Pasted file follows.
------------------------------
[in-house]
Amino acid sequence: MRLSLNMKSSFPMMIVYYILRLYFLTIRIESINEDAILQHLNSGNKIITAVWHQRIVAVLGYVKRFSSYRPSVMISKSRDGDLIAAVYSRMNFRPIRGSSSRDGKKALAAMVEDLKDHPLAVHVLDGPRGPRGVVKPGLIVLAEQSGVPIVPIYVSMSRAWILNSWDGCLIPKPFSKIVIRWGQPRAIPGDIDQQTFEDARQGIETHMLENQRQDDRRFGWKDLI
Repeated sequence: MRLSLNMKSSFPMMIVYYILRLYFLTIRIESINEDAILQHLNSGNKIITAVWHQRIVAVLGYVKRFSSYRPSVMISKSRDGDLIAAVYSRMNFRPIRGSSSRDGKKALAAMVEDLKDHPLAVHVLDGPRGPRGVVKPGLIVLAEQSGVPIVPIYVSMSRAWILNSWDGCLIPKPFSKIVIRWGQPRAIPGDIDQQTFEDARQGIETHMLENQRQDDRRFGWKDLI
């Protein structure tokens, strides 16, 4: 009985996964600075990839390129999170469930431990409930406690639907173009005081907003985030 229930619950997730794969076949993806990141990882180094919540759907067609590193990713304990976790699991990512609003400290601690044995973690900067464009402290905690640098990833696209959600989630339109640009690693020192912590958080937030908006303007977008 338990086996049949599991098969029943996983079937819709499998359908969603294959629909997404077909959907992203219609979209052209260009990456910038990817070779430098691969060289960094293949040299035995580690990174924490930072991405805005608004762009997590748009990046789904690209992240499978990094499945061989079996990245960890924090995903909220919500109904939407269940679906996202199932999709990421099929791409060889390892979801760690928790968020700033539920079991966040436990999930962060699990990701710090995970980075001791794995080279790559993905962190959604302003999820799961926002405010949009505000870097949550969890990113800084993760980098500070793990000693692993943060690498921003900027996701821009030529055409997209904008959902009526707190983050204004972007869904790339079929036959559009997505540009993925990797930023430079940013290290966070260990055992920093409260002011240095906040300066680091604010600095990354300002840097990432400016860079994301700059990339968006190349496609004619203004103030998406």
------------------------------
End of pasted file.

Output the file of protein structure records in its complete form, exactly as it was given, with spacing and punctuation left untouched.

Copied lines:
[in-house]
Amino acid sequence: MRLSLNMKSSFPMMIVYYILRLYFLTIRIESINEDAILQHLNSGNKIITAVWHQRIVAVLGYVKRFSSYRPSVMISKSRDGDLIAAVYSRMNFRPIRGSSSRDGKKALAAMVEDLKDHPLAVHVLDGPRGPRGVVKPGLIVLAEQSGVPIVPIYVSMSRAWILNSWDGCLIPKPFSKIVIRWGQPRAIPGDIDQQTFEDARQGIETHMLENQRQDDRRFGWKDLI
Repeated sequence: MRLSLNMKSSFPMMIVYYILRLYFLTIRIESINEDAILQHLNSGNKIITAVWHQRIVAVLGYVKRFSSYRPSVMISKSRDGDLIAAVYSRMNFRPIRGSSSRDGKKALAAMVEDLKDHPLAVHVLDGPRGPRGVVKPGLIVLAEQSGVPIVPIYVSMSRAWILNSWDGCLIPKPFSKIVIRWGQPRAIPGDIDQQTFEDARQGIETHMLENQRQDDRRFGWKDLI
């Protein structure tokens, strides 16, 4: 009985996964600075990839390129999170469930431990409930406690639907173009005081907003985030 229930619950997730794969076949993806990141990882180094919540759907067609590193990713304990976790699991990512609003400290601690044995973690900067464009402290905690640098990833696209959600989630339109640009690693020192912590958080937030908006303007977008 338990086996049949599991098969029943996983079937819709499998359908969603294959629909997404077909959907992203219609979209052209260009990456910038990817070779430098691969060289960094293949040299035995580690990174924490930072991405805005608004762009997590748009990046789904690209992240499978990094499945061989079996990245960890924090995903909220919500109904939407269940679906996202199932999709990421099929791409060889390892979801760690928790968020700033539920079991966040436990999930962060699990990701710090995970980075001791794995080279790559993905962190959604302003999820799961926002405010949009505000870097949550969890990113800084993760980098500070793990000693692993943060690498921003900027996701821009030529055409997209904008959902009526707190983050204004972007869904790339079929036959559009997505540009993925990797930023430079940013290290966070260990055992920093409260002011240095906040300066680091604010600095990354300002840097990432400016860079994301700059990339968006190349496609004619203004103030998406």